Ch. 11 Speech Perception
Card Set Information
Ch. 11 Speech Perception
Sensation & Perception
terms and concepts of speech perception
What is the stimulus for speech perception?
phonemics: analysis of how specific sounds distinguish words
What is a spectrogram?
a 3-dimensional display that plots time on the horizontal axis, frequency on the vertical axis, and amplitude on a color or gray scale
What is coarticulation?
production of one speech sound overlapping production of the next
What is variability?
the subtle differences in the articulation of speech
What is the vocal tract?
the airway above the larynx used for the production of speech (the vocal tract includes the oral tract and nasal tract)
Where is the palate?
the structure separating the oral tract from the nasal tract
where are the vocal folds?
just above the larynx (where the vocal chords are located)
Where does the larynx lead?
to the trachea which leads to the esophagus
What is the epiglottis?
the dividing muscle between the tongue and the larynx
What is the alveolar ridge?
the bone structure directly behind the top teeth wall that forms into a ridge-like structure
How is speech produced?
through respiration (breathing), phonation (vocal chords), and articulation (vocal tract)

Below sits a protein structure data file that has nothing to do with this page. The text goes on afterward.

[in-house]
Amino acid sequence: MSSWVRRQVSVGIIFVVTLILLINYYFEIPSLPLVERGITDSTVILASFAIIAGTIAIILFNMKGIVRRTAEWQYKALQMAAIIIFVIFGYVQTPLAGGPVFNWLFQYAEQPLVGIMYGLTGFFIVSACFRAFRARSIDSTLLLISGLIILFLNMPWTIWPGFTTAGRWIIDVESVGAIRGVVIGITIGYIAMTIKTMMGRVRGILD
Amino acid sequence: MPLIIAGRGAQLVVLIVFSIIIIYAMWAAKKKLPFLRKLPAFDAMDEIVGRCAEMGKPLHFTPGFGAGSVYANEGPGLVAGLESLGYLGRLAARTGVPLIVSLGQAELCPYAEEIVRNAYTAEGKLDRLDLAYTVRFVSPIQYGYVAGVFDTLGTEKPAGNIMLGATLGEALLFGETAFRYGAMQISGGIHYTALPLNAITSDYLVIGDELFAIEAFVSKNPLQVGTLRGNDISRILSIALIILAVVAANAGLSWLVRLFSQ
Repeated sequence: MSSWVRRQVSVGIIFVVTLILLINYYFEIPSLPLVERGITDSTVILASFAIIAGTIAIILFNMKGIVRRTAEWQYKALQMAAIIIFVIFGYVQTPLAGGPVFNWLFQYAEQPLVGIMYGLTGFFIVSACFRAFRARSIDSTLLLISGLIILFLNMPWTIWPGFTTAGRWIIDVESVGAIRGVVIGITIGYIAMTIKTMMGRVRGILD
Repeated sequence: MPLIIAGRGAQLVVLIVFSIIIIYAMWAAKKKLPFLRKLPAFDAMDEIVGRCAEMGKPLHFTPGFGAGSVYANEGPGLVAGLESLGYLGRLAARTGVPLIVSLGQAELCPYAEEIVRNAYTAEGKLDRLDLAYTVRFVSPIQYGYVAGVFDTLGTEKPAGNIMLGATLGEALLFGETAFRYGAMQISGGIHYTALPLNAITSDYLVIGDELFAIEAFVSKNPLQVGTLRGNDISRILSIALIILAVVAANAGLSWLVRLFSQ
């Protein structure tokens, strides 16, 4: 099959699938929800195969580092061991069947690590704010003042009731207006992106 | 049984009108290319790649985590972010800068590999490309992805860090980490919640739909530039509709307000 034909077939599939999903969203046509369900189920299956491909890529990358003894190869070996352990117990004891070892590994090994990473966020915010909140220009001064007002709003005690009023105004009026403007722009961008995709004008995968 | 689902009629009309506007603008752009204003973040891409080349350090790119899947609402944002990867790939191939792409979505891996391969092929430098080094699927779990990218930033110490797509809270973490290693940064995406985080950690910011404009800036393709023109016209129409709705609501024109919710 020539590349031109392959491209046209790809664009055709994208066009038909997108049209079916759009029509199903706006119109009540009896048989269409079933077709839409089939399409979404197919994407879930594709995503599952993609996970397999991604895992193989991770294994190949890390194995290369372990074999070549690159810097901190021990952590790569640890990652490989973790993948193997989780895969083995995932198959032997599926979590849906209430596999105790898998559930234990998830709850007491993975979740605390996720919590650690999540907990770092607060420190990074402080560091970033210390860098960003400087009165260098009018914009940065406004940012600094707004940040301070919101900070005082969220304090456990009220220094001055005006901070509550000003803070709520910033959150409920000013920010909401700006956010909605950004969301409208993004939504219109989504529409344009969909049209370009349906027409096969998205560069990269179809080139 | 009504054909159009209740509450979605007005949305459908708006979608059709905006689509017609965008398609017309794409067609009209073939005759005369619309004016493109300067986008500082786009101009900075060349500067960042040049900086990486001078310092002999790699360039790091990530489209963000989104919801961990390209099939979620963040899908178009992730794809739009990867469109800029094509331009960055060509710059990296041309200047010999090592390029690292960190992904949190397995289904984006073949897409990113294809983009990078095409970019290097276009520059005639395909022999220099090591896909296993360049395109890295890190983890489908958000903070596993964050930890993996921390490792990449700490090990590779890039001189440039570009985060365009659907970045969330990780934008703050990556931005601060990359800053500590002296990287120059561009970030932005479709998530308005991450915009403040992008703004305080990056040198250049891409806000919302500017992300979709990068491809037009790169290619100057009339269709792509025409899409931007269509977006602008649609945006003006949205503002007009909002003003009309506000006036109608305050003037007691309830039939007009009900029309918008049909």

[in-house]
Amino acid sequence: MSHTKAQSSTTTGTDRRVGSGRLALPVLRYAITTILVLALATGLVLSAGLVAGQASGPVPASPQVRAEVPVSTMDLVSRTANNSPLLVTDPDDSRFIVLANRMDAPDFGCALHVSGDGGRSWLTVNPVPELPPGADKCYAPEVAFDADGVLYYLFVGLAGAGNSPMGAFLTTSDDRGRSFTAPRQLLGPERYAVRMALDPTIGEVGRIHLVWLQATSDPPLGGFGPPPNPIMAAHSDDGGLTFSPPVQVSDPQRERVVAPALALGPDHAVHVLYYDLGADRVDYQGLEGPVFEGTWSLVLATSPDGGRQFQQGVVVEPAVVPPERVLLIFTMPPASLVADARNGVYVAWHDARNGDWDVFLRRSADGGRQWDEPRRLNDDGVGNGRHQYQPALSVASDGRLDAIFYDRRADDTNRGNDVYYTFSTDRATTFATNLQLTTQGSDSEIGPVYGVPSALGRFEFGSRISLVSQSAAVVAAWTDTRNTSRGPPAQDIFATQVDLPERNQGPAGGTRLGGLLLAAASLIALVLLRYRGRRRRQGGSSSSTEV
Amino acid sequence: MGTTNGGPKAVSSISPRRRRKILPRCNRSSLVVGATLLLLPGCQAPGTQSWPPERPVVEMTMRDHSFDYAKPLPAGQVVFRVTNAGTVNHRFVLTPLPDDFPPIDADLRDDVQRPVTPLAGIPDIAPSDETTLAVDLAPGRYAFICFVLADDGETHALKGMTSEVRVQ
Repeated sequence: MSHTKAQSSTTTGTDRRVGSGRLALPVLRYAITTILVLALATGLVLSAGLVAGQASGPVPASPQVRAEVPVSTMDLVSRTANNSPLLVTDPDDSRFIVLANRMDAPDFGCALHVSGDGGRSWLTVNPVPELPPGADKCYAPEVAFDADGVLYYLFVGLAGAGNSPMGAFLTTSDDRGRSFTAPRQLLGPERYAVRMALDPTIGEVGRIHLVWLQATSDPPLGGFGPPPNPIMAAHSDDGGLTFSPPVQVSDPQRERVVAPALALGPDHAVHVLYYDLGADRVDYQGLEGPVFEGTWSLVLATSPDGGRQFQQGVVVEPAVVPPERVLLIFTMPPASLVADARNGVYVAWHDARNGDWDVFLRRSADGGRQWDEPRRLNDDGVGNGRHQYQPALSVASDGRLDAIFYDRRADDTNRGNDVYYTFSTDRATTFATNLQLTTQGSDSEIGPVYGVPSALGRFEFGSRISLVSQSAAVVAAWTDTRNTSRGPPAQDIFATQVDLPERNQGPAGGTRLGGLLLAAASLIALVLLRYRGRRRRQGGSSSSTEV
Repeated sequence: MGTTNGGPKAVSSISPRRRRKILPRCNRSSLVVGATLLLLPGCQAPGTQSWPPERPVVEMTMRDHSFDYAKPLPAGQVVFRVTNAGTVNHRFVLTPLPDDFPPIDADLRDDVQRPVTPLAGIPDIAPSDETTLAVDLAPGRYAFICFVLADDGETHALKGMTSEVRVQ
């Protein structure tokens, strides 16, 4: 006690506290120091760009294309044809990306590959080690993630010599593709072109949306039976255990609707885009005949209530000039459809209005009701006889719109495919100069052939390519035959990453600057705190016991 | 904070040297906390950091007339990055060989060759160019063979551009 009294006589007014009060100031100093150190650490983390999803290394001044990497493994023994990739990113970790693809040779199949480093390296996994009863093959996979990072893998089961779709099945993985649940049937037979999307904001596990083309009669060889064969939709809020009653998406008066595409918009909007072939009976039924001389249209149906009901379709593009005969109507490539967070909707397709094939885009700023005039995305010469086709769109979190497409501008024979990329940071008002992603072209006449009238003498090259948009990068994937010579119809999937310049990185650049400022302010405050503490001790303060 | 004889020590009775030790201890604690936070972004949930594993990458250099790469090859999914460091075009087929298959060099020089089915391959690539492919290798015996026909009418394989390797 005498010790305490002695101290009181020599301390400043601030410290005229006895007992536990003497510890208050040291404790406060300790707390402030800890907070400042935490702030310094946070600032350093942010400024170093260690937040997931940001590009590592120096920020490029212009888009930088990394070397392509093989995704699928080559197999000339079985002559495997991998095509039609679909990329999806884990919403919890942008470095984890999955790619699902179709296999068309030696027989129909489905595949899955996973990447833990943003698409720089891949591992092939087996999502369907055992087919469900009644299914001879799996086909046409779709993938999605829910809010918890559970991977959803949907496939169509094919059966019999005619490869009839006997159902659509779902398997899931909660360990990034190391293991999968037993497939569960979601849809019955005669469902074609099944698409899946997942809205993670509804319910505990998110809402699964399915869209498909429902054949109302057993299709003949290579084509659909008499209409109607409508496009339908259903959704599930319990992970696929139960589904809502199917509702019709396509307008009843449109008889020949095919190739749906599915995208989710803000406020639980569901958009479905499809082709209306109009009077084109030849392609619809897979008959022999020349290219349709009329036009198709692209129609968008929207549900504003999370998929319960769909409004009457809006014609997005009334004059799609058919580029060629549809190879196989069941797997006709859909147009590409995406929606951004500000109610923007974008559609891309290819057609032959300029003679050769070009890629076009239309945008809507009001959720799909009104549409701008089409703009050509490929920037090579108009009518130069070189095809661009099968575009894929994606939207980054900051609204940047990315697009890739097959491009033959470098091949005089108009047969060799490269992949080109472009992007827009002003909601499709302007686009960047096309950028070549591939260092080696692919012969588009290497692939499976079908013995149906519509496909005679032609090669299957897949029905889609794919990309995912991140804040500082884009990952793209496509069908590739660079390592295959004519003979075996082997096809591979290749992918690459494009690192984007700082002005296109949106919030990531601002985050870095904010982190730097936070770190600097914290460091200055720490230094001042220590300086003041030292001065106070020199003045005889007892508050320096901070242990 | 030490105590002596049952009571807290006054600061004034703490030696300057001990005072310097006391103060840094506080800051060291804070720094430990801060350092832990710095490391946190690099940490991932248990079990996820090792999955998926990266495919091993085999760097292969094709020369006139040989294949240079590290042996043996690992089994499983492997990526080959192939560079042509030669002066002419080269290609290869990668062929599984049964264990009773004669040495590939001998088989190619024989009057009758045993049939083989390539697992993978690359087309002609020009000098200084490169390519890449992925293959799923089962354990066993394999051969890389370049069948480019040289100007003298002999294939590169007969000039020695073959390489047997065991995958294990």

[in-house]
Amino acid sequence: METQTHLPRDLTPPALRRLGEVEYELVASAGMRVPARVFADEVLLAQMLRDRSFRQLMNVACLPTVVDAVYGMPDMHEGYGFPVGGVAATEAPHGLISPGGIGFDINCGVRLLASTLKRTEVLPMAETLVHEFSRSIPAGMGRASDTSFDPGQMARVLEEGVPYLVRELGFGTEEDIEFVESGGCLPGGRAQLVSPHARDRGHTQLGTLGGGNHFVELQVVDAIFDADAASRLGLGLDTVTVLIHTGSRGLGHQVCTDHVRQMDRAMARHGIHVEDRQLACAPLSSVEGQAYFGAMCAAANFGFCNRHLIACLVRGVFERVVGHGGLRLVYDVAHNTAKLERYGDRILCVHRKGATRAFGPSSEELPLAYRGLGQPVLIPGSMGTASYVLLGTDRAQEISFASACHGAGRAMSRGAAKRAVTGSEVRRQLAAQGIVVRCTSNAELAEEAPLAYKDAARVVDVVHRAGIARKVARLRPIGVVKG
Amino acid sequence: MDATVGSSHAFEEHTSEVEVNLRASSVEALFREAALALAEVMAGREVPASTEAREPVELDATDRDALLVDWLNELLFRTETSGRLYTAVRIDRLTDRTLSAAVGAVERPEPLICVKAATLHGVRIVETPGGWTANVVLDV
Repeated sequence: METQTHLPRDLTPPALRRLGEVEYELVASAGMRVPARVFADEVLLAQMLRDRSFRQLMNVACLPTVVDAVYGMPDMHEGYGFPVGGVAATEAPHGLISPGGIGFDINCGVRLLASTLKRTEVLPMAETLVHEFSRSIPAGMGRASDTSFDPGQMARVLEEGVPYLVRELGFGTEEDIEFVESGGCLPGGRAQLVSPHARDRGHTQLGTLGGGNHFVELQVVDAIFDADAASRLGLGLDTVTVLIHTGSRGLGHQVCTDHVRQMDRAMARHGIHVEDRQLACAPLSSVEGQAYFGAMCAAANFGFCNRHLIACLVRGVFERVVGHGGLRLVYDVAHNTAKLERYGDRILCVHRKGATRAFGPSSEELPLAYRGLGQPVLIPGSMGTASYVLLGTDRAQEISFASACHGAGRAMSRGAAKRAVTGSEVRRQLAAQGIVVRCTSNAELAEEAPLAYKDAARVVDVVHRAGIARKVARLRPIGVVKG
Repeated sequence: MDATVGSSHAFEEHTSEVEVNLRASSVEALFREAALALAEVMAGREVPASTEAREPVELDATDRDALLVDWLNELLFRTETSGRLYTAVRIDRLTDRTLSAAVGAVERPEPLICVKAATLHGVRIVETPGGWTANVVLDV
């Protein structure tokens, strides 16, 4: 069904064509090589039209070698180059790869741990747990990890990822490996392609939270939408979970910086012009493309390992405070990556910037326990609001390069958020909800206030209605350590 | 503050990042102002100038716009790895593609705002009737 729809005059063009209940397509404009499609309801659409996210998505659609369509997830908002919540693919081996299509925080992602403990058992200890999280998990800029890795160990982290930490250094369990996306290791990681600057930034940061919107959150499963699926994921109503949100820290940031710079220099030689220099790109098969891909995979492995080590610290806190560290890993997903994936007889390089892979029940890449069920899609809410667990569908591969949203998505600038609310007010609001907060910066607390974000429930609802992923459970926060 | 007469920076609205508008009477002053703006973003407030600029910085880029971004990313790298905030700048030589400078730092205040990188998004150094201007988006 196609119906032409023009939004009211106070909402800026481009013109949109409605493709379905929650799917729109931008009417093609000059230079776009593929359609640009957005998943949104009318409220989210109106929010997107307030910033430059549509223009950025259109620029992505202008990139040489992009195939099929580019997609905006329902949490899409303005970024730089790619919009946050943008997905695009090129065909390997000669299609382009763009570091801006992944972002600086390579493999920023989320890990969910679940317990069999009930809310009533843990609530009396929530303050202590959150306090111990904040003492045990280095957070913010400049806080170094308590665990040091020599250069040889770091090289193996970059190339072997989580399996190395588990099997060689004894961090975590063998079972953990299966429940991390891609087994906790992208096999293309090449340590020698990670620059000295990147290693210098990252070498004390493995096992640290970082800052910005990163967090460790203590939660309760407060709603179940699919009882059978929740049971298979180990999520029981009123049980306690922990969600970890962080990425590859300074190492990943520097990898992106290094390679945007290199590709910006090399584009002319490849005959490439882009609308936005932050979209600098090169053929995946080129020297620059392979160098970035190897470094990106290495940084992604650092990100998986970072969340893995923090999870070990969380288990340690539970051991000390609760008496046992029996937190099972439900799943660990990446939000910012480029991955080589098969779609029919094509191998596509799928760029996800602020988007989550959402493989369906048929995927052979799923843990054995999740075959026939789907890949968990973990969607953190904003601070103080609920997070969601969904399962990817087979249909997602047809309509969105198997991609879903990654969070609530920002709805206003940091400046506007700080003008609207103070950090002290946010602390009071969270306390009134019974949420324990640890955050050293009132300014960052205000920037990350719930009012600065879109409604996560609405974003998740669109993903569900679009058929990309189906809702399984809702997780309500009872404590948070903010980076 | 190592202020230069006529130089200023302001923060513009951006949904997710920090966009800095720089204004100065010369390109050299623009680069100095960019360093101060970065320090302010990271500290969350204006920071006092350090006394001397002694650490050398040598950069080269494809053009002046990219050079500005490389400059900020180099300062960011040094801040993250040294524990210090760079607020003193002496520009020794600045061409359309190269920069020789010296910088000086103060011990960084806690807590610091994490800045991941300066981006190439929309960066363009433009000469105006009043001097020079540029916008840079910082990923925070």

How does speech articulation vary?
age, sex, and emotion
What is segmentation?
the actions of some symbols running together and others going farther apart (can occur from a southern draw, accent) (understanding when one word ends and another begins)
What are the special mechanisms enabling speech in humans?
broca's area (provides the ability to produce speech)
wernicke's area (provides the ability to understand speech)
How is speech unique to humans?
we have the ability to wait till later to convey a message to someone whereas animals only have immediacy in their conveyance of language (psycholinguists believe speech is unique to humans)
What is aphasia?
inability to perceive or produce speech
What is semanticity?
ability to derive meaning from speech production
What is arbitrariness?
conveying language meaning through repitition
What is recursion?
embedding pieces of a sentence inside other pieces of sentences
What is categorical perception?
listening to synthesize or categorize speech (we hear in categories) knowing when we hear one sound compared to another
How many consonants are we able to produce per second?
What do context effects involve?
top-down and bottom-up processing (confusing one sound for another based on what sounds you perceive)
What is the McGurk effect?
combining two different sounds (what you hear and what you see) to interpret a third completely different sound.
seeing 'gah', hearing 'bah', and interpreting 'dah'